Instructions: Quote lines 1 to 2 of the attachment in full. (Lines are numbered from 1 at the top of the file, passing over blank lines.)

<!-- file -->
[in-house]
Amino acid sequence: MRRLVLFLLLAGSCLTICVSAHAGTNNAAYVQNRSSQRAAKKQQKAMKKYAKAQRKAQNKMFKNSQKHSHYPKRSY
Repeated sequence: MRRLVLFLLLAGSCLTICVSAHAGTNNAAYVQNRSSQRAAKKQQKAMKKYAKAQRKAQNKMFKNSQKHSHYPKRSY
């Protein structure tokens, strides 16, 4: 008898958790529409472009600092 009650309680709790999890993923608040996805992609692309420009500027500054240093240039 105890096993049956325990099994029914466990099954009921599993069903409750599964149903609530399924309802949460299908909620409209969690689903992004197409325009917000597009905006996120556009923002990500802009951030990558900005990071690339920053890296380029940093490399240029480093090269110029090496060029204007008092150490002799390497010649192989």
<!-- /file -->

[in-house]
Amino acid sequence: MRRLVLFLLLAGSCLTICVSAHAGTNNAAYVQNRSSQRAAKKQQKAMKKYAKAQRKAQNKMFKNSQKHSHYPKRSY